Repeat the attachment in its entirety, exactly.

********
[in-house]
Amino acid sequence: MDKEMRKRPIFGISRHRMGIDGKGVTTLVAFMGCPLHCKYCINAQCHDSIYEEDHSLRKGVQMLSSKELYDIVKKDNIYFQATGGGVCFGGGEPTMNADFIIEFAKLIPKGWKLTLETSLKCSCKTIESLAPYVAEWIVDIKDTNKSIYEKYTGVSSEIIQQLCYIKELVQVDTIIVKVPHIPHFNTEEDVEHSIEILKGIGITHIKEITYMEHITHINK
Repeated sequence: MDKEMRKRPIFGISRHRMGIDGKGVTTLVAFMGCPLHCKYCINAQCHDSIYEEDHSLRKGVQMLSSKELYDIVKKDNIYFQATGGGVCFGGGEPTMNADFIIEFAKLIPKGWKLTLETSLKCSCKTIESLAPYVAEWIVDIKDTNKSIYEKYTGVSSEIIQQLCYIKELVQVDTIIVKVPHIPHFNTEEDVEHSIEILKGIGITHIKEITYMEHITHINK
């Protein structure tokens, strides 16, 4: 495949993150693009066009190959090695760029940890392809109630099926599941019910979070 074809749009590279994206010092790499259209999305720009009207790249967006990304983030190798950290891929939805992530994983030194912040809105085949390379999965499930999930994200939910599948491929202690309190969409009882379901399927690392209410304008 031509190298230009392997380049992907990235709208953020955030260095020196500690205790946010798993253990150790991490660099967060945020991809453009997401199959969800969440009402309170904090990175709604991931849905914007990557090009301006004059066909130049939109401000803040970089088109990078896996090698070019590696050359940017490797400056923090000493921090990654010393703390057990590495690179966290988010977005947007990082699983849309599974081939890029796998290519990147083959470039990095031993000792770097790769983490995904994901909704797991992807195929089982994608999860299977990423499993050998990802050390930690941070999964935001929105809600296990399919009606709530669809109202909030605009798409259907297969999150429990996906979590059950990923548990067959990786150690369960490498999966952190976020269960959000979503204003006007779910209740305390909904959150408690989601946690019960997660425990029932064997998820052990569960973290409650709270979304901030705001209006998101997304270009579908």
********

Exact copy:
[in-house]
Amino acid sequence: MDKEMRKRPIFGISRHRMGIDGKGVTTLVAFMGCPLHCKYCINAQCHDSIYEEDHSLRKGVQMLSSKELYDIVKKDNIYFQATGGGVCFGGGEPTMNADFIIEFAKLIPKGWKLTLETSLKCSCKTIESLAPYVAEWIVDIKDTNKSIYEKYTGVSSEIIQQLCYIKELVQVDTIIVKVPHIPHFNTEEDVEHSIEILKGIGITHIKEITYMEHITHINK
Repeated sequence: MDKEMRKRPIFGISRHRMGIDGKGVTTLVAFMGCPLHCKYCINAQCHDSIYEEDHSLRKGVQMLSSKELYDIVKKDNIYFQATGGGVCFGGGEPTMNADFIIEFAKLIPKGWKLTLETSLKCSCKTIESLAPYVAEWIVDIKDTNKSIYEKYTGVSSEIIQQLCYIKELVQVDTIIVKVPHIPHFNTEEDVEHSIEILKGIGITHIKEITYMEHITHINK
């Protein structure tokens, strides 16, 4: 495949993150693009066009190959090695760029940890392809109630099926599941019910979070 074809749009590279994206010092790499259209999305720009009207790249967006990304983030190798950290891929939805992530994983030194912040809105085949390379999965499930999930994200939910599948491929202690309190969409009882379901399927690392209410304008 031509190298230009392997380049992907990235709208953020955030260095020196500690205790946010798993253990150790991490660099967060945020991809453009997401199959969800969440009402309170904090990175709604991931849905914007990557090009301006004059066909130049939109401000803040970089088109990078896996090698070019590696050359940017490797400056923090000493921090990654010393703390057990590495690179966290988010977005947007990082699983849309599974081939890029796998290519990147083959470039990095031993000792770097790769983490995904994901909704797991992807195929089982994608999860299977990423499993050998990802050390930690941070999964935001929105809600296990399919009606709530669809109202909030605009798409259907297969999150429990996906979590059950990923548990067959990786150690369960490498999966952190976020269960959000979503204003006007779910209740305390909904959150408690989601946690019960997660425990029932064997998820052990569960973290409650709270979304901030705001209006998101997304270009579908």